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TV  |  Reviews

The New Normal Review: "Dairy Queen" (Episode 1.15)

January 30, 2013  |  3:51pm
<i>The New Normal</i> Review: "Dairy Queen" (Episode 1.15)

Well, this was a weird half-hour of television. “Dairy Queen” is basically about people who either want to give breast milk but can’t or about people who want to drink breast milk but shouldn’t. It’s an incredibly odd premise, one that The New Normal isn’t really that prepared to pull off yet. “Dairy Queen” is very awkward, but not in the ways it wants to be, and it falls flat on so many occasions.

But first, let’s discuss the only story arc here that doesn’t involve breast milk (there’s a sentence I never thought I’d have to write). It’s been very clear that from the beginning, Jane has been the most troublesome character on The New Normal, and at first, it seemed like the show was fine with being terrible through her actions. But around the halfway point of this first season, the show has done a 180 on the character. Lately, this has been thanks to John Stamos’ Bryce, the love interest for Jane. It’s kind of perfect that Bryce is a real estate agent, because with Jane, he almost seems to use his job training to fix her. He focuses on the positive aspects and attempts to repair the ghastly parts that no one wants to see. Basically, John Stamos is the fixer of The New Normal’s largest problem.

But since Jane has sort of come to the realization that she just might be an absolutely horrible person, the show has actively had her trying to repair herself, just what she and the show needed. The best part of “Dairy Queen” has Jane retreating to her usual racist stereotypes for humor. While New Normal used to play these for laughs, here it’s played as tasteless and disgusting, as Bryce flat-out tells her that type of humor isn’t funny. Maybe Bryce should have told that to the writers of The New Normal 15 episodes ago…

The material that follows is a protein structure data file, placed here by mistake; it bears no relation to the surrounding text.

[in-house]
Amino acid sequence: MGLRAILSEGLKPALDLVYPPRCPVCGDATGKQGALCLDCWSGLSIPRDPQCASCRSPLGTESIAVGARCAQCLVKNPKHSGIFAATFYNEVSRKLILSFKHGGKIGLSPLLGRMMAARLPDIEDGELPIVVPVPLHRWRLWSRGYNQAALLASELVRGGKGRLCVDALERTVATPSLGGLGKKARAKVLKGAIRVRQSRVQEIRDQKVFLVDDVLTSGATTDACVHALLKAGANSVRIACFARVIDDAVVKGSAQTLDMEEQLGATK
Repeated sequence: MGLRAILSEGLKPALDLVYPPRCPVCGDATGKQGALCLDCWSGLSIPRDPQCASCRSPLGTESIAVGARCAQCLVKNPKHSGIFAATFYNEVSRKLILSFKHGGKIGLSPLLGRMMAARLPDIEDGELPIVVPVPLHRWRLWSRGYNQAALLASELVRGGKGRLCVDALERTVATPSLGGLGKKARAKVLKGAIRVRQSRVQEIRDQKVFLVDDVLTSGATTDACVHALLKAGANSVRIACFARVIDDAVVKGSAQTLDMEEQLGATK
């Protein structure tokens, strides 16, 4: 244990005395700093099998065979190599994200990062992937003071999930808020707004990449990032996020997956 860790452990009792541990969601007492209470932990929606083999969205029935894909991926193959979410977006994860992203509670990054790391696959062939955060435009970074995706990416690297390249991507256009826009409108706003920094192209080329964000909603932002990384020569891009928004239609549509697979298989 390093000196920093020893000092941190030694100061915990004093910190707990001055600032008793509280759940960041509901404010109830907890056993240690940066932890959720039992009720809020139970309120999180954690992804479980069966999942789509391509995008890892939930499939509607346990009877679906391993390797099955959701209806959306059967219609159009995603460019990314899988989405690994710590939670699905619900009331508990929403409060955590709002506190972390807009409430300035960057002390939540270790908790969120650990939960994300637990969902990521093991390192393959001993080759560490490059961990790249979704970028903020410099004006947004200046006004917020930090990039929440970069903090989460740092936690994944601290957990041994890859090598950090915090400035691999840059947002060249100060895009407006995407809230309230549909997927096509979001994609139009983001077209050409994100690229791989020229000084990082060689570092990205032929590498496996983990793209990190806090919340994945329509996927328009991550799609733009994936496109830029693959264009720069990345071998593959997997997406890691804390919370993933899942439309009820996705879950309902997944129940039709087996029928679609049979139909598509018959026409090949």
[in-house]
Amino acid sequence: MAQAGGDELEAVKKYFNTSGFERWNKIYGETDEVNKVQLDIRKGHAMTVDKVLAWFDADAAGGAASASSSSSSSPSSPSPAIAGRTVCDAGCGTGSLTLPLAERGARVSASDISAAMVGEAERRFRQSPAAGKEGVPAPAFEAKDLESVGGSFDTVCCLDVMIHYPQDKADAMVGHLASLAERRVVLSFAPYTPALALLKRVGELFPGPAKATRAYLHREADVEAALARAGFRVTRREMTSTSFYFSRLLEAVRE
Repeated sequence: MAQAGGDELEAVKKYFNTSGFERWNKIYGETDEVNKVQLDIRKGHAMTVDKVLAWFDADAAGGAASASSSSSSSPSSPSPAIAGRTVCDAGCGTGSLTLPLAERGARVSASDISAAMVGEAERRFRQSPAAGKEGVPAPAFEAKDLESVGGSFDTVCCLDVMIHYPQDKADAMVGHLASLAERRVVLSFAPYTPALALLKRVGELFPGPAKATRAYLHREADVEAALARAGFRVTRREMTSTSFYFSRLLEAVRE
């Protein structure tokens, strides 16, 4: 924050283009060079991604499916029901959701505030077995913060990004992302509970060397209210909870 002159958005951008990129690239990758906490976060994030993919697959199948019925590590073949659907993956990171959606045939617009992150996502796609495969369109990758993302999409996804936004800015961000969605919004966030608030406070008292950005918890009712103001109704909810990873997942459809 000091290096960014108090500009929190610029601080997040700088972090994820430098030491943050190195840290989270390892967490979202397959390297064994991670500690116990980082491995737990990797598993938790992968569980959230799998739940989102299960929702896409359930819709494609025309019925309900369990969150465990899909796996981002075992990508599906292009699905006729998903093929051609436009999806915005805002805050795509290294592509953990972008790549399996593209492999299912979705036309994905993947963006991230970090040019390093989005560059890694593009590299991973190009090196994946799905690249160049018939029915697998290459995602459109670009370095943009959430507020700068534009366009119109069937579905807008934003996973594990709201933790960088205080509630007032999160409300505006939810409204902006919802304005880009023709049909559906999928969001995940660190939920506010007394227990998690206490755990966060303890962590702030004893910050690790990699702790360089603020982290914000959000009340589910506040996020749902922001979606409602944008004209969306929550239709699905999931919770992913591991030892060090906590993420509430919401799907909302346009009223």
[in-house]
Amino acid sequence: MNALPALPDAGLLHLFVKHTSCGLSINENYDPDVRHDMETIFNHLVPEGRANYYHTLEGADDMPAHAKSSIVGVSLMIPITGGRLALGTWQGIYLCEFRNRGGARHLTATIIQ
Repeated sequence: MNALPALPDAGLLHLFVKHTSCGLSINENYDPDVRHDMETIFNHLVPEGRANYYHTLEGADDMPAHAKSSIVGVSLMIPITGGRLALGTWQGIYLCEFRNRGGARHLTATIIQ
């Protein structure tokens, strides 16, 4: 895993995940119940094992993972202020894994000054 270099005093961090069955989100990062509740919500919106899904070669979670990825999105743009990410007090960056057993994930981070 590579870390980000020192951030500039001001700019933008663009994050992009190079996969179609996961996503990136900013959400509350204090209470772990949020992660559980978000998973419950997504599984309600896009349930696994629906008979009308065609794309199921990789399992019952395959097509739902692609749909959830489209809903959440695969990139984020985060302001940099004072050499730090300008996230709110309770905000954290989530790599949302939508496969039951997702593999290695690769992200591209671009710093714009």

For the first time in New Normal’s history, Jane is the thing that works the best. Basically, Bryan wants to be able to breastfeed his baby, and having found out that she wasn’t breastfed, Shania desperately goes on the hunt for some breast milk. Neither of these plots really is worth telling, they both just showcase that Bryan and Shania simply want to be closer to their baby or mother, respectively. No breaking news here. Bryan’s story peak is when he organizes a flash mob of breastfeeding mothers at an unkind restaurant, set to Kelis’ “Milkshake.” So this is where Ryan Murphy sends his rejected Glee ideas to die.

The Shania and Goldie story is equally clumsy, as Shania doesn’t want to be like the slow kid in class, and the best way for her to avoid this is for her lactating mom to squirt some milk in her cereal, or whatever. When Goldie denies her this, because as she says it is an incredibly stupid idea, Shania buys a glass of breast milk on the internet and threatens to drink it.

At times, New Normal really seems like it just tries to tackle one issue for new parents each week. The show has discussed godparents, baby-proofing and now breastfeeding, but here it leans the most egregiously towards this quirky way of handling first-time family problems one week at a time. Most of the humor here is supposed to come from Bryan wearing a Milk Man, a vest with built-in nipples that will allow a man to breastfeed his child. Yet, it’s not very funny. Neither is watching an almost 10-year-old girl drink a full glass of a stranger’s breast milk.

Surely, there’s a better way that The New Normal could have handled breast-feeding than how it did in “Dairy Queen.” It’s clumsy, over-the-top and silly in all the wrong ways. If Jane is the strongest part of the episode, that should be a surefire way to tell something might be wrong.

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